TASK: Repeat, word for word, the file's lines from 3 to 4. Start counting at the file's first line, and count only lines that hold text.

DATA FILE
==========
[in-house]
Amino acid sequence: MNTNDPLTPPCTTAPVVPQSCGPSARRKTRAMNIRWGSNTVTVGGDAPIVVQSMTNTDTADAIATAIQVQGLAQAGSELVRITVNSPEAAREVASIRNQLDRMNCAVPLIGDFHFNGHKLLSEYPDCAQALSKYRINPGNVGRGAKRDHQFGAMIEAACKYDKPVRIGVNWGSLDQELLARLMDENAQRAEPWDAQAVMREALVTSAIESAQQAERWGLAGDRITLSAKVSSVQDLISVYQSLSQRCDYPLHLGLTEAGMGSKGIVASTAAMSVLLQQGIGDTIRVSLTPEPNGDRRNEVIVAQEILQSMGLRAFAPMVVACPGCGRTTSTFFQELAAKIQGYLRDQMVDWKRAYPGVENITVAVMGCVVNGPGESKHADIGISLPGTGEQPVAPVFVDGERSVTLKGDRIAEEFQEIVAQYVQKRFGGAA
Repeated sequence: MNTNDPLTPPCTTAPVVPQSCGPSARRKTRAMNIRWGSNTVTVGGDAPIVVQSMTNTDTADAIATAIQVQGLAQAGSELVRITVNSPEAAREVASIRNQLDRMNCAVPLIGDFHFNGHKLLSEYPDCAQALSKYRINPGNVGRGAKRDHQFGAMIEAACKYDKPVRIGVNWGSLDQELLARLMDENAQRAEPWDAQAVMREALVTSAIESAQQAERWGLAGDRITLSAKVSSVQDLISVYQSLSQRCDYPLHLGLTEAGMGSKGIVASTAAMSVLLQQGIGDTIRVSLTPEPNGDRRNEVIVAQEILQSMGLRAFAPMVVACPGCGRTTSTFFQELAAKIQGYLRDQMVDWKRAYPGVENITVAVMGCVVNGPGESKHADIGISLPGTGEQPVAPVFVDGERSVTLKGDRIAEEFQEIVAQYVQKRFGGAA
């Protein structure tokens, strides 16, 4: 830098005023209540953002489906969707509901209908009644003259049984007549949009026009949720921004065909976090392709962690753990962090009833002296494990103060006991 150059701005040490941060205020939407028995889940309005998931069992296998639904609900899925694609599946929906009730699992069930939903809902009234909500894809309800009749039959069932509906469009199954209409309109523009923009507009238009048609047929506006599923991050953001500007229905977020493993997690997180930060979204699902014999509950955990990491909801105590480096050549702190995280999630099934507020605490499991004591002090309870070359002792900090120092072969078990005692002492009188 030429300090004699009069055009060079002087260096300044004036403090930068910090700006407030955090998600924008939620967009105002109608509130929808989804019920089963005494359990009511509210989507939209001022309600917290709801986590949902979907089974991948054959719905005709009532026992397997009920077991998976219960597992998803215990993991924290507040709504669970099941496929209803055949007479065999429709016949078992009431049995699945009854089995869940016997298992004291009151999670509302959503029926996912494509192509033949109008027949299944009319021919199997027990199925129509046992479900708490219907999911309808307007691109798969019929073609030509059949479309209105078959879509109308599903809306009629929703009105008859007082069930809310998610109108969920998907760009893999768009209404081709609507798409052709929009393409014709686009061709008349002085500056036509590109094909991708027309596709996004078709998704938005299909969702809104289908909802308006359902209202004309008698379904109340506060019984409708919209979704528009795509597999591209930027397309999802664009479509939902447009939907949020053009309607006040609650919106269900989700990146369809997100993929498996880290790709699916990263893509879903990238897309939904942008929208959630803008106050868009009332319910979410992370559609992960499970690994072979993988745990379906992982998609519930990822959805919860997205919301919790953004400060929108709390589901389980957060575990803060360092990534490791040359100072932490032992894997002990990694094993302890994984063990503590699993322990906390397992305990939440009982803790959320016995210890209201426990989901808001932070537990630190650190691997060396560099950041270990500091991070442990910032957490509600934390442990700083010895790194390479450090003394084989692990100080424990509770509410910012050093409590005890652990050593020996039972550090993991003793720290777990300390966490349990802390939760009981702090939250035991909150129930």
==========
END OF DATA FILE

Repeated sequence: MNTNDPLTPPCTTAPVVPQSCGPSARRKTRAMNIRWGSNTVTVGGDAPIVVQSMTNTDTADAIATAIQVQGLAQAGSELVRITVNSPEAAREVASIRNQLDRMNCAVPLIGDFHFNGHKLLSEYPDCAQALSKYRINPGNVGRGAKRDHQFGAMIEAACKYDKPVRIGVNWGSLDQELLARLMDENAQRAEPWDAQAVMREALVTSAIESAQQAERWGLAGDRITLSAKVSSVQDLISVYQSLSQRCDYPLHLGLTEAGMGSKGIVASTAAMSVLLQQGIGDTIRVSLTPEPNGDRRNEVIVAQEILQSMGLRAFAPMVVACPGCGRTTSTFFQELAAKIQGYLRDQMVDWKRAYPGVENITVAVMGCVVNGPGESKHADIGISLPGTGEQPVAPVFVDGERSVTLKGDRIAEEFQEIVAQYVQKRFGGAA
């Protein structure tokens, strides 16, 4: 830098005023209540953002489906969707509901209908009644003259049984007549949009026009949720921004065909976090392709962690753990962090009833002296494990103060006991 150059701005040490941060205020939407028995889940309005998931069992296998639904609900899925694609599946929906009730699992069930939903809902009234909500894809309800009749039959069932509906469009199954209409309109523009923009507009238009048609047929506006599923991050953001500007229905977020493993997690997180930060979204699902014999509950955990990491909801105590480096050549702190995280999630099934507020605490499991004591002090309870070359002792900090120092072969078990005692002492009188 030429300090004699009069055009060079002087260096300044004036403090930068910090700006407030955090998600924008939620967009105002109608509130929808989804019920089963005494359990009511509210989507939209001022309600917290709801986590949902979907089974991948054959719905005709009532026992397997009920077991998976219960597992998803215990993991924290507040709504669970099941496929209803055949007479065999429709016949078992009431049995699945009854089995869940016997298992004291009151999670509302959503029926996912494509192509033949109008027949299944009319021919199997027990199925129509046992479900708490219907999911309808307007691109798969019929073609030509059949479309209105078959879509109308599903809306009629929703009105008859007082069930809310998610109108969920998907760009893999768009209404081709609507798409052709929009393409014709686009061709008349002085500056036509590109094909991708027309596709996004078709998704938005299909969702809104289908909802308006359902209202004309008698379904109340506060019984409708919209979704528009795509597999591209930027397309999802664009479509939902447009939907949020053009309607006040609650919106269900989700990146369809997100993929498996880290790709699916990263893509879903990238897309939904942008929208959630803008106050868009009332319910979410992370559609992960499970690994072979993988745990379906992982998609519930990822959805919860997205919301919790953004400060929108709390589901389980957060575990803060360092990534490791040359100072932490032992894997002990990694094993302890994984063990503590699993322990906390397992305990939440009982803790959320016995210890209201426990989901808001932070537990630190650190691997060396560099950041270990500091991070442990910032957490509600934390442990700083010895790194390479450090003394084989692990100080424990509770509410910012050093409590005890652990050593020996039972550090993991003793720290777990300390966490349990802390939760009981702090939250035991909150129930």